Plastic Surgery Research Council

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Adipose-derived Stem Cell-Based Immunomodulatory Therapy in a Translational Porcine Limb Transplant Model
Deokyeol Kim, MD, Matthias Waldner, MD, Wensheng Zhang, MD, Mario Solari, MD, Kia Washington, MD, Kacey Marra, PhD, J. Peter Rubin, MD.
Department of Plastic Surgery, University of Pittsburgh, Pittsburgh, PA, USA.

PURPOSE: Mesenchymal stem cells deriving from bone marrow and adipose tissue have immunomodulatory effects and low immunogenicity. Cell therapy using donor-derived bone marrow cells is already being used clinically and has reduced the burden of immunosuppressive drugs in vascularized composite allotransplantation (VCA) patients. However, the quantity of donor-derived bone marrow cells that can be effectively harvested from an individual donor is limited. Adipose-derived stem cells (ASCs) represent another clinically useful source of cell therapy for allotransplantation. This study was designed to investigate whether ASCs treatment could prolong graft survival in a porcine large animal model.
METHODS: Full-major histocompatibility complex (MHC) mismatched heterotopic hind-limb transplantations were performed in MGH mini-swine. Animals receiving no therapy and animals treated with tacrolimus for the initial 30 days served as control and standard therapy group, respectively. Experimental animals were treated with a standard immunosuppressive protocol including tacrolimus for 30 days, followed by ASC therapy (donor-derived ASCs [1.0x10^6 cells/kg] administered intravenously in recipients at post-operative day 7). Allograft survival was compared across the different treatment protocols.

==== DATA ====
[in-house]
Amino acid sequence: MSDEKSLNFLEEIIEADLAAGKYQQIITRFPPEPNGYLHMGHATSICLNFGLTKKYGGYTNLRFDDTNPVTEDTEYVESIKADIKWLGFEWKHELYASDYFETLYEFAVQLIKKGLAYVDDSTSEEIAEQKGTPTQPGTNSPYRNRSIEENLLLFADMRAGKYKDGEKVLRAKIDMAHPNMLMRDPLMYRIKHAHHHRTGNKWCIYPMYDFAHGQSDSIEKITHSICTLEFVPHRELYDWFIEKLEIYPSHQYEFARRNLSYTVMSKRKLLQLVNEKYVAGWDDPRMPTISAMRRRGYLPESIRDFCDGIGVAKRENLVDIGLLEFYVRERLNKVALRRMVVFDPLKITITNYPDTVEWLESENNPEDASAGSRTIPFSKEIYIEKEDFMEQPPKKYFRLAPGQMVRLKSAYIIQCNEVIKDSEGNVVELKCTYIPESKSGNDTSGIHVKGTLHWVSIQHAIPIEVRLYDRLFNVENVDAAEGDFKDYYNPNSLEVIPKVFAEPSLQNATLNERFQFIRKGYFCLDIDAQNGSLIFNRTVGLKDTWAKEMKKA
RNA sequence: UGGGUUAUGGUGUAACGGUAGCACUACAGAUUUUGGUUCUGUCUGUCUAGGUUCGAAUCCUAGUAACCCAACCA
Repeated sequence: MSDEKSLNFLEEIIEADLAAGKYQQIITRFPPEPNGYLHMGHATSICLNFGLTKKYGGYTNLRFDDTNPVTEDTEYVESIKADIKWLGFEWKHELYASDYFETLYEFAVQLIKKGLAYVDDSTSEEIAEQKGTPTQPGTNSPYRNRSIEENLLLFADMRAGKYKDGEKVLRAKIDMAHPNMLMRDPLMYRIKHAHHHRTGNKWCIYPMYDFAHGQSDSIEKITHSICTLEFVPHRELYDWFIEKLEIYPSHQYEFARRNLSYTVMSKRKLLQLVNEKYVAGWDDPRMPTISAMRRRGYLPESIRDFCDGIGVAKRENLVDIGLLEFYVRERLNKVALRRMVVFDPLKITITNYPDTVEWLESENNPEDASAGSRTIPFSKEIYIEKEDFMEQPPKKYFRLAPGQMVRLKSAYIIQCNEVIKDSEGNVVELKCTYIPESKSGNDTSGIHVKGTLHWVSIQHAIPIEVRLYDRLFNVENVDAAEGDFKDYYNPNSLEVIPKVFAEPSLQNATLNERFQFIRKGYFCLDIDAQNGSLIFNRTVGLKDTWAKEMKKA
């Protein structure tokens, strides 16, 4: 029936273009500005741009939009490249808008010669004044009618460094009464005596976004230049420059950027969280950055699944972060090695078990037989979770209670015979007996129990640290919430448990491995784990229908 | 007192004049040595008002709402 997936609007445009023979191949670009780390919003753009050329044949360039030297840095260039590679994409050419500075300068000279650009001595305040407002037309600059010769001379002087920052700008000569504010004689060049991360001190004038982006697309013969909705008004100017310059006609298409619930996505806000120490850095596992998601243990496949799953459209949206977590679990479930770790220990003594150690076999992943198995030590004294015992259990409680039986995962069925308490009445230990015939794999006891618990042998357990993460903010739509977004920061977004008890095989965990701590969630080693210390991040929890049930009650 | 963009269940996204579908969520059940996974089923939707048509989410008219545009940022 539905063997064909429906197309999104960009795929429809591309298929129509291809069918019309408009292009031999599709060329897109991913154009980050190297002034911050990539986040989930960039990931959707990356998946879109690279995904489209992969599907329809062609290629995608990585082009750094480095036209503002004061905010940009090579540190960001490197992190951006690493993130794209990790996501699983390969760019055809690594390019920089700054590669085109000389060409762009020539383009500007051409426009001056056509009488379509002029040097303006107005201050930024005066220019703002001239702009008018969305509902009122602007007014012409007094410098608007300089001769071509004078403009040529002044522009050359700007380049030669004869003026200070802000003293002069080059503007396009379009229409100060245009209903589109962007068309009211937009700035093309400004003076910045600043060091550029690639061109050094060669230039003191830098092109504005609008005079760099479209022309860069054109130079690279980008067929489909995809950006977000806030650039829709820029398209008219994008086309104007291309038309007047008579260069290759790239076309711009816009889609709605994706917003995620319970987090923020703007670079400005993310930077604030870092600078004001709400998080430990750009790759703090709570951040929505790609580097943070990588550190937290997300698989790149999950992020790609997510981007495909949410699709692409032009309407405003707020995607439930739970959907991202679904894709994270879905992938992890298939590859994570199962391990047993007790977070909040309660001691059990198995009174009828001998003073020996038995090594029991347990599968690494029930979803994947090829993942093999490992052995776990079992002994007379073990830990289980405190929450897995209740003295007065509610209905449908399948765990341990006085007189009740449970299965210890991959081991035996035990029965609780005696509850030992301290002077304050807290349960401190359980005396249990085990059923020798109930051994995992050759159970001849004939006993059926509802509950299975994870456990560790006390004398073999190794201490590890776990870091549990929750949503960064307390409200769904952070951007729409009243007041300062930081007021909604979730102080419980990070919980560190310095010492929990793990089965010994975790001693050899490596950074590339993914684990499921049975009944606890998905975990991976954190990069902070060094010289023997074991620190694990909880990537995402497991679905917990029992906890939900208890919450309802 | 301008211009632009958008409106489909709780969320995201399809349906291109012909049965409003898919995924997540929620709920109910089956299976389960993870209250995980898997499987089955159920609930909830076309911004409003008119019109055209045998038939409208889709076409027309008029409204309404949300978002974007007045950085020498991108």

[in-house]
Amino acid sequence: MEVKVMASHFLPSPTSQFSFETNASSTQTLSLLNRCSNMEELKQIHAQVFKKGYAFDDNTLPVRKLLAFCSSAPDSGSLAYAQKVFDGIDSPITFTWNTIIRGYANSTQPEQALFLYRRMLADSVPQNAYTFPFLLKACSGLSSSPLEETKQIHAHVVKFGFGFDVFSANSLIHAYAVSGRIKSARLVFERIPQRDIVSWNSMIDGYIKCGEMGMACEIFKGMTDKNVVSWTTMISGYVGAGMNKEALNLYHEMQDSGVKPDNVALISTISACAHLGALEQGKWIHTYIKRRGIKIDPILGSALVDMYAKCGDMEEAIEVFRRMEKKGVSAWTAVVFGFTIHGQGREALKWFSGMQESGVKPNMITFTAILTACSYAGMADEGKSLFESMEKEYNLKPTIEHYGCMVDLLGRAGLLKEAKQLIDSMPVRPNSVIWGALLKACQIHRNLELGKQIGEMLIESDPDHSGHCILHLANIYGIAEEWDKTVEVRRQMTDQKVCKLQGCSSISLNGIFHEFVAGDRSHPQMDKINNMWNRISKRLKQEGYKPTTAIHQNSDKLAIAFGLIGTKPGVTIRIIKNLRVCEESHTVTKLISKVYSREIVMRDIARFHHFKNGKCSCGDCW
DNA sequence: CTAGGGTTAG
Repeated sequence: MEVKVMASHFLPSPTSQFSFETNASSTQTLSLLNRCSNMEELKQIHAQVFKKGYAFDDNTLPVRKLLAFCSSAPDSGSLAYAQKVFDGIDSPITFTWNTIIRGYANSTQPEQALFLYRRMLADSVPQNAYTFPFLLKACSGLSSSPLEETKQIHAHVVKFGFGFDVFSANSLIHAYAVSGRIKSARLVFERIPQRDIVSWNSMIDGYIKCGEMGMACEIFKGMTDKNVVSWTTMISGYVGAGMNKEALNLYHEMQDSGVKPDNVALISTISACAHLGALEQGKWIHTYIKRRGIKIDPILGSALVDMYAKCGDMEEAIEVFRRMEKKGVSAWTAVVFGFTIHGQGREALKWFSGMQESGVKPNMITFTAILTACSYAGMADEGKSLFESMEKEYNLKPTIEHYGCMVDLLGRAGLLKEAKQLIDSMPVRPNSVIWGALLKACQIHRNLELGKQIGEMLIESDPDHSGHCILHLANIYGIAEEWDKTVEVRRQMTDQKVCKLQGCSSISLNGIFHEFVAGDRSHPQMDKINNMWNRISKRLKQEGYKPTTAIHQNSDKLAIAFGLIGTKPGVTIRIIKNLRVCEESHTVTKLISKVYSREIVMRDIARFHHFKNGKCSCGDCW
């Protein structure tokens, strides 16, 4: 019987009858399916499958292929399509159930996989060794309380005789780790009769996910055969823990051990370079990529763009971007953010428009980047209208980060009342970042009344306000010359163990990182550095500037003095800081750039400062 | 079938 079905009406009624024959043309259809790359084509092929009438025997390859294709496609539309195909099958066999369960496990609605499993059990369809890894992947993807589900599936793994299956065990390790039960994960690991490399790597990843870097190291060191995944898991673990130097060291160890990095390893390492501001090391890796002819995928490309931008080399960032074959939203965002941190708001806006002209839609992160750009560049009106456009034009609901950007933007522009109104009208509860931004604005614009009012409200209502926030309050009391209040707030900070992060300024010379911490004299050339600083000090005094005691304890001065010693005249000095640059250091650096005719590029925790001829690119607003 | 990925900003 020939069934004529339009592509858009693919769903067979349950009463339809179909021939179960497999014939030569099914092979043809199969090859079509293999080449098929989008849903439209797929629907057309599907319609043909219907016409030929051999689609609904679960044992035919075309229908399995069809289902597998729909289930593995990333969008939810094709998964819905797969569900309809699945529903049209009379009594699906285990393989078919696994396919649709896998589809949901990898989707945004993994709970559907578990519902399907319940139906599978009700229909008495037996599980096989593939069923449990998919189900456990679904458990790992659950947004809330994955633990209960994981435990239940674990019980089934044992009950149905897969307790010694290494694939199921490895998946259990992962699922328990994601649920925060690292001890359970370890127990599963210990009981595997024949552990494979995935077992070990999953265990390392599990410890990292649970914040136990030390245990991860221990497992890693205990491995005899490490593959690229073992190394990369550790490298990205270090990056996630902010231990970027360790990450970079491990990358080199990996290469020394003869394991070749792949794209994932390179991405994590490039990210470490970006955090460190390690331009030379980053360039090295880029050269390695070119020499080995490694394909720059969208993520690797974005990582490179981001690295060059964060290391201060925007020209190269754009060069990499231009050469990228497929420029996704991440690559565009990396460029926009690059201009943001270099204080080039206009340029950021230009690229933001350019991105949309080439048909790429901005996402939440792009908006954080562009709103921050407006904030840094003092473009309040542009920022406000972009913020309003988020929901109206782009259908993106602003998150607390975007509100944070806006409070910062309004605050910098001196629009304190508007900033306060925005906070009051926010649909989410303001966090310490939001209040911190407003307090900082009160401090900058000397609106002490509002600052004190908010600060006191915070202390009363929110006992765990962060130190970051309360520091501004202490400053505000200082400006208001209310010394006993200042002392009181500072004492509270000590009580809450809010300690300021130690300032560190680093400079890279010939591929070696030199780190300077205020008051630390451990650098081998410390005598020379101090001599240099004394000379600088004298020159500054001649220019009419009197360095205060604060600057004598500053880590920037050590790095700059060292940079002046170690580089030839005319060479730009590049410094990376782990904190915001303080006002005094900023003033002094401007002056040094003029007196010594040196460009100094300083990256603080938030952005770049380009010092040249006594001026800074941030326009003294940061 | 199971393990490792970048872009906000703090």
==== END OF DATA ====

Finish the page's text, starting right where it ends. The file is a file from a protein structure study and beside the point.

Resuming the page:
RESULTS: Six allogenic hind limb transplantations in the mini-swine were performed in three groups. The control group reached Banff grade 4 acute rejection by an average of 7.5 days after transplantation. Allografts treated with ASCs demonstrated grade 4 rejection on day 119 and demonstrated rejection-free survival over 200 days postoperatively, which was longer than the standard therapy group. The long-term survivor of the ASCs therapy group showed donor-specific unresponsiveness and regulatory T cells upregulation.
CONCLUSION: Early results of ongoing in vivo experimentation show promising results of ASC therapy in prolonging acute rejection-free VCA survival across a full MHC mismatch. Achieved immune tolerance by cellular immunomodulation is considered to prolong allograft survival.


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